As I mentioned above, I am one of the few investors who can claim to have made money investing in Canadian small cap stocks over the past several years. My TFSA, an account that I have contributed the maximum allowable $46,500 since 2009, stands at $136,000 as of January 10, a near triple. I believe I have a good handle on the Canadian junior markets as evidenced by my fairly decent success. If anyone wishes to follow my stock picks and analysis specific to Canada, please follow my newly created site at I wish to discuss with Canadian investors ways to preserve our wealth and how to protect the integrity of our markets.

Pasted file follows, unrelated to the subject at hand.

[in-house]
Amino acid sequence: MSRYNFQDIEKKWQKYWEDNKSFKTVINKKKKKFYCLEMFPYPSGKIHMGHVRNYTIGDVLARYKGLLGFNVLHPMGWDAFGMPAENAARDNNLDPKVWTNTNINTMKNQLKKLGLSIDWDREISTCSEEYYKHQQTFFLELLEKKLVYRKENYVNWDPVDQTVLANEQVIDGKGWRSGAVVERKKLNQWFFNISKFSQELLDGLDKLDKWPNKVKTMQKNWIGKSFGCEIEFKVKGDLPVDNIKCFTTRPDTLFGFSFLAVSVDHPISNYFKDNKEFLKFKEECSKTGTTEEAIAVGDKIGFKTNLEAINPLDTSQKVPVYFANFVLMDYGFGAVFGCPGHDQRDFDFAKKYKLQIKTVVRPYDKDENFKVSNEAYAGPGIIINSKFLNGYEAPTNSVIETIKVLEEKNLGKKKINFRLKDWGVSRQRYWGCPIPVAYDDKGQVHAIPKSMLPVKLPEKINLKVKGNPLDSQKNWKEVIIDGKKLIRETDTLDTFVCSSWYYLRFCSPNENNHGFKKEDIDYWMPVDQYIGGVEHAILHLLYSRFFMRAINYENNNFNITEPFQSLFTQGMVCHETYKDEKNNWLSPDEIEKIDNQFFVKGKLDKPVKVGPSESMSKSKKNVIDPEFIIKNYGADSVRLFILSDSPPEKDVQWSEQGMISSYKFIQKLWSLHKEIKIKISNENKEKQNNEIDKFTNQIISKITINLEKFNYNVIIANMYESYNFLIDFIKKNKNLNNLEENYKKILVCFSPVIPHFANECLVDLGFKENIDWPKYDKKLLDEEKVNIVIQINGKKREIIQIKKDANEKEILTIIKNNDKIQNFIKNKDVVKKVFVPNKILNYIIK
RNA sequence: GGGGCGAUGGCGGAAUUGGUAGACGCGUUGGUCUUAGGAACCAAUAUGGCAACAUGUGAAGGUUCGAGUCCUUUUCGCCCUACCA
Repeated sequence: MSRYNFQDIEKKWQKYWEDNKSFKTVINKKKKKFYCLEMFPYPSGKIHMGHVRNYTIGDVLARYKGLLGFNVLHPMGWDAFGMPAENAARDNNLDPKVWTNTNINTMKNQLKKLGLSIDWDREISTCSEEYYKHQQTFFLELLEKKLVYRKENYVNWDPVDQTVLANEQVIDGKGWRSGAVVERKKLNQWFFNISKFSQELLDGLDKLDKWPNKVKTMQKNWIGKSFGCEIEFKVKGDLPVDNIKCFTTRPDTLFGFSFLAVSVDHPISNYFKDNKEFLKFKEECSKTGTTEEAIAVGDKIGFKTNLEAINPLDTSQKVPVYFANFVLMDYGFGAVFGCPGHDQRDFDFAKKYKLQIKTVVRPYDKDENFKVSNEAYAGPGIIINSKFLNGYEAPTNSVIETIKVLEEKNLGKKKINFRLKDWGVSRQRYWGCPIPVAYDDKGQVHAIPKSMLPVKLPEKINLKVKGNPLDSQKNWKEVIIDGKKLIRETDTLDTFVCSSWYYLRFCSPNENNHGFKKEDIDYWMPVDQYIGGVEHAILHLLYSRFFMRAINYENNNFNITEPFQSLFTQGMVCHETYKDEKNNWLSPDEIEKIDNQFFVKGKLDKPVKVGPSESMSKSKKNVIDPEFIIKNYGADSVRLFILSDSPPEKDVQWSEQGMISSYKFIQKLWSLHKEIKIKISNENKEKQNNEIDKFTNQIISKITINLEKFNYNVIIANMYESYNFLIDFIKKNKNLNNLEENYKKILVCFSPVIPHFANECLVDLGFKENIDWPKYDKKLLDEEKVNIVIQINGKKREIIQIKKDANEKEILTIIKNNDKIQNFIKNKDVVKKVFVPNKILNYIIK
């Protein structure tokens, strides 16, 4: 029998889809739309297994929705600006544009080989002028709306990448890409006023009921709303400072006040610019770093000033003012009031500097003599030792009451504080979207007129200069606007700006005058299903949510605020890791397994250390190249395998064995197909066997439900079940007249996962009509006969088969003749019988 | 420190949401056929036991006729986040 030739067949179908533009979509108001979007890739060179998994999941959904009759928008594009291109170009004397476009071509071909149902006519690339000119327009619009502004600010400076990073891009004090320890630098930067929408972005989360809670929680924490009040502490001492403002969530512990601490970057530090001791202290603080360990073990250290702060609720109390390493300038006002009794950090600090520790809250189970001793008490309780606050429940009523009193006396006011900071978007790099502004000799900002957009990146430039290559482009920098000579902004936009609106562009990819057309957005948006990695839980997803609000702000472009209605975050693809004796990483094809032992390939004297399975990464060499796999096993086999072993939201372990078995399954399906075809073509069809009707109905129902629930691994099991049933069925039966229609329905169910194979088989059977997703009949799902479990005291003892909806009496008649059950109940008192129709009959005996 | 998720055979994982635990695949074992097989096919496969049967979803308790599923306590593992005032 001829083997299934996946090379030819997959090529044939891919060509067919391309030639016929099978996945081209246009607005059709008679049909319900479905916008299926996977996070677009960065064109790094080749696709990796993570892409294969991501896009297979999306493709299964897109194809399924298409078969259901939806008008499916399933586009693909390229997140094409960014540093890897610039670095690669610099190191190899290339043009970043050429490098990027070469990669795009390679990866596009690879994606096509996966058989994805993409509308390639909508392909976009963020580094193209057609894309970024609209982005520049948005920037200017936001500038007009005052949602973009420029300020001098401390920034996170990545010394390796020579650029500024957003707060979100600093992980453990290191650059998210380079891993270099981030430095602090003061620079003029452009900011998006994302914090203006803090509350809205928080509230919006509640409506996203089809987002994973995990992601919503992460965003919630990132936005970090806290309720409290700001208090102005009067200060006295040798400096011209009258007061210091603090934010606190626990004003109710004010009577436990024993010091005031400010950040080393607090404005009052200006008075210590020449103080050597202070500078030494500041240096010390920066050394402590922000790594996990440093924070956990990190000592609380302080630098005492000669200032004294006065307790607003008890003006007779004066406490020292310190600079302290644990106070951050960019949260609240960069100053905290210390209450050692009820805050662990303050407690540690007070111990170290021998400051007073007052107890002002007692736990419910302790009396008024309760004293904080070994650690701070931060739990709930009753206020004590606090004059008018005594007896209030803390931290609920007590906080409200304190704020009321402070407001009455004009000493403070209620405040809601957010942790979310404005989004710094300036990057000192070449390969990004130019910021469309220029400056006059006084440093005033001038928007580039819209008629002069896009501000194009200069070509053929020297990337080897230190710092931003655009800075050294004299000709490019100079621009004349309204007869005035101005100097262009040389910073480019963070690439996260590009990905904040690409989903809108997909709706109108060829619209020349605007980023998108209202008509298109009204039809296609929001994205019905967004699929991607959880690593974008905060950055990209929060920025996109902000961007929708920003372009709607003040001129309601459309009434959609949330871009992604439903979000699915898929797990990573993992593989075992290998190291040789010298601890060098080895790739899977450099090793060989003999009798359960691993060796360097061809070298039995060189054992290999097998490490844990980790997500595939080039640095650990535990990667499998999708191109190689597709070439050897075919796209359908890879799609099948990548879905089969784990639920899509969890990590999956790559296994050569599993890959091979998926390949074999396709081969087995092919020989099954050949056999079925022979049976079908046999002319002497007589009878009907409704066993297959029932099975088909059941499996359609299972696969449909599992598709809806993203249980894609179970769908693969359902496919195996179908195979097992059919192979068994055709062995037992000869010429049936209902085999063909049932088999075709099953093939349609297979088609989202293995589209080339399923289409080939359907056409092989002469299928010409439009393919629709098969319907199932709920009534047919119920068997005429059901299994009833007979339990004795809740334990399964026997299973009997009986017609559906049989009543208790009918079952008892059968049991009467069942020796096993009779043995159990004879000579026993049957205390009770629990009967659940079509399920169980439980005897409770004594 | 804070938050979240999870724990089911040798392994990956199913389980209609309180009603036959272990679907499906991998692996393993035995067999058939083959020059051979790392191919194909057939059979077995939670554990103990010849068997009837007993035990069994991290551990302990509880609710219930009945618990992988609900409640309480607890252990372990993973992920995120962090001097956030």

For any Canadians who have struggled trying to build retirement savings as our stock market and economy have hit the dumps, I say take as active of a role as possible in your investments. Realize that many oil companies on the junior and highly-leveraged end of the spectrum are very likely doomed and there's not much we can do about it as the global market forces are having their way with the higher-cost oil sands. But I believe there are plenty of opportunities to make money, particularly on rising small cap tech stocks that have a clear path towards profitability and a strong balance sheet. There are also no shortage of miners and explorers with strong balance sheets and compelling properties that make cheap speculative investments with high upside if commodity prices recover.